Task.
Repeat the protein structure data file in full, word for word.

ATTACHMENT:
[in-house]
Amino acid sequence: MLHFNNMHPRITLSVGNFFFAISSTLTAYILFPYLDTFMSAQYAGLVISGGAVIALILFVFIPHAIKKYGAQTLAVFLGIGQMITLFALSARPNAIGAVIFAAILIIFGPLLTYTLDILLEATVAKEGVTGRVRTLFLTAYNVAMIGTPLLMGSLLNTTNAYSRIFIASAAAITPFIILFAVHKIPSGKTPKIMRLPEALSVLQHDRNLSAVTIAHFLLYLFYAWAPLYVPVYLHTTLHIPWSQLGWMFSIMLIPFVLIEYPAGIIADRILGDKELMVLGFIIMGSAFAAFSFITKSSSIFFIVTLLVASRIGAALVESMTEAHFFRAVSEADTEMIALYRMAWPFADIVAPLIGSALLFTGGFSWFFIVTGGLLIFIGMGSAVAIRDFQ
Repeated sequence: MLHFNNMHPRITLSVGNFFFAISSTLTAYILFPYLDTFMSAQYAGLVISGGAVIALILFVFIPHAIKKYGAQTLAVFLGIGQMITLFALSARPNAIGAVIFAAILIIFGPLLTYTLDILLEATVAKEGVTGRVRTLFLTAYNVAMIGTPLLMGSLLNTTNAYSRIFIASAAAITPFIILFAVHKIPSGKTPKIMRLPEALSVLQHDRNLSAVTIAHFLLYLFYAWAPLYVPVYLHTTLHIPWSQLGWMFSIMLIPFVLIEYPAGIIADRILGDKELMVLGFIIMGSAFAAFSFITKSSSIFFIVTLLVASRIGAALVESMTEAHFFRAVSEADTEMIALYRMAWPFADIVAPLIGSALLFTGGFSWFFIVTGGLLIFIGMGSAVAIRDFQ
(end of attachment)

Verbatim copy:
[in-house]
Amino acid sequence: MLHFNNMHPRITLSVGNFFFAISSTLTAYILFPYLDTFMSAQYAGLVISGGAVIALILFVFIPHAIKKYGAQTLAVFLGIGQMITLFALSARPNAIGAVIFAAILIIFGPLLTYTLDILLEATVAKEGVTGRVRTLFLTAYNVAMIGTPLLMGSLLNTTNAYSRIFIASAAAITPFIILFAVHKIPSGKTPKIMRLPEALSVLQHDRNLSAVTIAHFLLYLFYAWAPLYVPVYLHTTLHIPWSQLGWMFSIMLIPFVLIEYPAGIIADRILGDKELMVLGFIIMGSAFAAFSFITKSSSIFFIVTLLVASRIGAALVESMTEAHFFRAVSEADTEMIALYRMAWPFADIVAPLIGSALLFTGGFSWFFIVTGGLLIFIGMGSAVAIRDFQ
Repeated sequence: MLHFNNMHPRITLSVGNFFFAISSTLTAYILFPYLDTFMSAQYAGLVISGGAVIALILFVFIPHAIKKYGAQTLAVFLGIGQMITLFALSARPNAIGAVIFAAILIIFGPLLTYTLDILLEATVAKEGVTGRVRTLFLTAYNVAMIGTPLLMGSLLNTTNAYSRIFIASAAAITPFIILFAVHKIPSGKTPKIMRLPEALSVLQHDRNLSAVTIAHFLLYLFYAWAPLYVPVYLHTTLHIPWSQLGWMFSIMLIPFVLIEYPAGIIADRILGDKELMVLGFIIMGSAFAAFSFITKSSSIFFIVTLLVASRIGAALVESMTEAHFFRAVSEADTEMIALYRMAWPFADIVAPLIGSALLFTGGFSWFFIVTGGLLIFIGMGSAVAIRDFQ